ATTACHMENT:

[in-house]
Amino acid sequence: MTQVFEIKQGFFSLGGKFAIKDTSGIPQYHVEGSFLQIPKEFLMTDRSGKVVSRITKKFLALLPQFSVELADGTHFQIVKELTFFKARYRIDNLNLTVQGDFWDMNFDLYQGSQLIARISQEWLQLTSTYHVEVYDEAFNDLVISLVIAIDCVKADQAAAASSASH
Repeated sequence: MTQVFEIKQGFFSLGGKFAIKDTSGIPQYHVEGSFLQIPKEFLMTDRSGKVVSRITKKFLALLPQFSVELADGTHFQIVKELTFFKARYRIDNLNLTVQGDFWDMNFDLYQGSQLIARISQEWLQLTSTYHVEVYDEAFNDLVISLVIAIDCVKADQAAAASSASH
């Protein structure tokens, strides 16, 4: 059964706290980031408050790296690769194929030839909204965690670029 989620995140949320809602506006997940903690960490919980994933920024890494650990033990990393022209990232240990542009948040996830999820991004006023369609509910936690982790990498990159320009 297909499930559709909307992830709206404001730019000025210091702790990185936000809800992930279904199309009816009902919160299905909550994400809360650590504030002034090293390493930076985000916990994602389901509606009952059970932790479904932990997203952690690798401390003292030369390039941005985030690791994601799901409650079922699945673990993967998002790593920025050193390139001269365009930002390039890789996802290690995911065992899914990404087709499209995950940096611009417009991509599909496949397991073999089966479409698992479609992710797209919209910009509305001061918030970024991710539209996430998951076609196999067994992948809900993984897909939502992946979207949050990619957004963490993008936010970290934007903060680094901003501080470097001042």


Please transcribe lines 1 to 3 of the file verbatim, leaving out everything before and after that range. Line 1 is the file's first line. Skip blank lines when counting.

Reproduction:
[in-house]
Amino acid sequence: MTQVFEIKQGFFSLGGKFAIKDTSGIPQYHVEGSFLQIPKEFLMTDRSGKVVSRITKKFLALLPQFSVELADGTHFQIVKELTFFKARYRIDNLNLTVQGDFWDMNFDLYQGSQLIARISQEWLQLTSTYHVEVYDEAFNDLVISLVIAIDCVKADQAAAASSASH
Repeated sequence: MTQVFEIKQGFFSLGGKFAIKDTSGIPQYHVEGSFLQIPKEFLMTDRSGKVVSRITKKFLALLPQFSVELADGTHFQIVKELTFFKARYRIDNLNLTVQGDFWDMNFDLYQGSQLIARISQEWLQLTSTYHVEVYDEAFNDLVISLVIAIDCVKADQAAAASSASH